Bash String Manipulation

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Adam Gordon Bell %
Adam Gordon Bell

This article explains bash string manipulation techniques. If you find yourself working with bash in CI pipelines, you might like Earthly. Earthly containerizes your build to make it more consistent and speeds it up. Check it out.

One thing that bash is excellent at is manipulating strings of text. If you’re at the command line or writing a small script, then knowing some bash string idioms can be a lot of help.

So in this article, I’m going to go over techniques for working with strings in bash.

You can run any of the examples at the bash prompt:

> echo "test"

Or you can put the same commands into a file with a bash shebang.


echo "test"

And then make it executable using chmod and run it at the command line:

> chmod +x
> ./


If you need a review of the basics of bash scripting, check out Understanding Bash. If not, know that everything covered will work in bash version 3.2 and greater. Much covered will also work in ZSH. That means everything here will work on macOS, Windows under WSL and WSL 2, and most Linux distributions. Of course, if you’re on Alpine, or some minimal linux distribution, you will need to install bash first.

Let’s start at the beginning.

Bash Concatenate Strings

In bash, I can declare a variable like this:

> one="1"

and then I can refer to it in a double-quoted string like this:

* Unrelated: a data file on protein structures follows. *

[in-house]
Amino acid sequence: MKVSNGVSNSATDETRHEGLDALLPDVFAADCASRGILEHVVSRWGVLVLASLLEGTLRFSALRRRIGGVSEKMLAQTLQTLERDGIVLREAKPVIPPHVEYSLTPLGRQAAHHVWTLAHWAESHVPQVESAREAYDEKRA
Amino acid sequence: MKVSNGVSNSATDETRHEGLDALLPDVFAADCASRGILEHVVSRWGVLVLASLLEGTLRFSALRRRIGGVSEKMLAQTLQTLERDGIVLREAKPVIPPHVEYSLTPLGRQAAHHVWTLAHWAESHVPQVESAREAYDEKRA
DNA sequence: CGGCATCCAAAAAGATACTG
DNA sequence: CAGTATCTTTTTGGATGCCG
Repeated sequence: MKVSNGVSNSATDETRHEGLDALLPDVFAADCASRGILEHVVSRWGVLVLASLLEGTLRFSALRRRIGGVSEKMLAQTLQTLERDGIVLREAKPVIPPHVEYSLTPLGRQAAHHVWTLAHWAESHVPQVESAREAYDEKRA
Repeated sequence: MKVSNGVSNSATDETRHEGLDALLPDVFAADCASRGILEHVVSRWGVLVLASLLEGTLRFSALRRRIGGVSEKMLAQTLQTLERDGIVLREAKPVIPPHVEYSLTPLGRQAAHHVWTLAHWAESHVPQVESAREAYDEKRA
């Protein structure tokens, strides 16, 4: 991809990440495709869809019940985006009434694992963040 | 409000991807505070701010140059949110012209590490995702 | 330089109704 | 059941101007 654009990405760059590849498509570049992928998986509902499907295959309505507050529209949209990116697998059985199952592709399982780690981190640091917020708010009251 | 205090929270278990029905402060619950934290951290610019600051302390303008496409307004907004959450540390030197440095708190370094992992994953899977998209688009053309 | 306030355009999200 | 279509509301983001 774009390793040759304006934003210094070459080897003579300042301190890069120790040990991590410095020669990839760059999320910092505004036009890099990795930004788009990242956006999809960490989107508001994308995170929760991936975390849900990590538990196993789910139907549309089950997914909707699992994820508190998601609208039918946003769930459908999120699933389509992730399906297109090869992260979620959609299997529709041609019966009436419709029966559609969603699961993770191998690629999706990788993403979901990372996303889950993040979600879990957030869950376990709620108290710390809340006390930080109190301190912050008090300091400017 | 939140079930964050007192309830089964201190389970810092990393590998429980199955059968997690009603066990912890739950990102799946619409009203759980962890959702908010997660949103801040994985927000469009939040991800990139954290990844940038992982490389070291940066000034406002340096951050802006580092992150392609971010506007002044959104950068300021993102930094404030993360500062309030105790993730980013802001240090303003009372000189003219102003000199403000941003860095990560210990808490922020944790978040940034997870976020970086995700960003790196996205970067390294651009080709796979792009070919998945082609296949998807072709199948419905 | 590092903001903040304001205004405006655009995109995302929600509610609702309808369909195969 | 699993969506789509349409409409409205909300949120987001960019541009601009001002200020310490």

> echo "$one"

Concatenating strings follows easily from this same pattern:


echo "$three"


Side Note: Globs and File Expansions

You can, in theory, refer to variables directly like this:

echo $one

but if you do that, you might have unexpected things happen.


comment="/* begin comment block"
echo $comment
/Applications /Library /System /Users /Volumes /bin /cores /dev /etc 
/home /opt /private /sbin /tmp /usr /var begin comment block

Without quotes, bash splits your string on whitespace and then does a pathname expansion on /*.

I’m going to use whitespace splitting later on, but for now remember: You should always use double quotes, when echoing, if you want the literal value of a variable.

Another Concatenate Method +=

Another way to combine strings is using +=:


echo "$concat"

Next, let’s do string length.

Bash String Length

The "$var" syntax is called variable expansion in bash and you can also write it as "${var}". This expansion syntax allows you to do some powerful things. One of those things is getting the length of a string:

> words="here are some words"
> echo "'$words' is ${#words} characters long
'here are some words' is 19 characters long

Bash SubString

If I need to get a portion of an existing string, then the substring syntax of parameter expansion is here to help.

The format you use for this is ${string:position:length}. Here are some examples.

Bash First Character

You can get the first character of a string like this:

> word="bash"
> echo "${word:0:1}"

Since I’m asking to start at position zero and return a string of length one, I can also shorten this a bit:

> word="bash"
> echo "${word::1}"

However, this won’t work in ZSH (where you must provide the 0):

> word="zsh"
> echo "${word::1}"
zsh: closing brace expected

You can get the inverse of this string, the portion starting after the first character, using an alternate substring syntax ${string:position} (Note the single colon and single parameter). It ends up looking like this:


echo "Head: ${word:0:1}"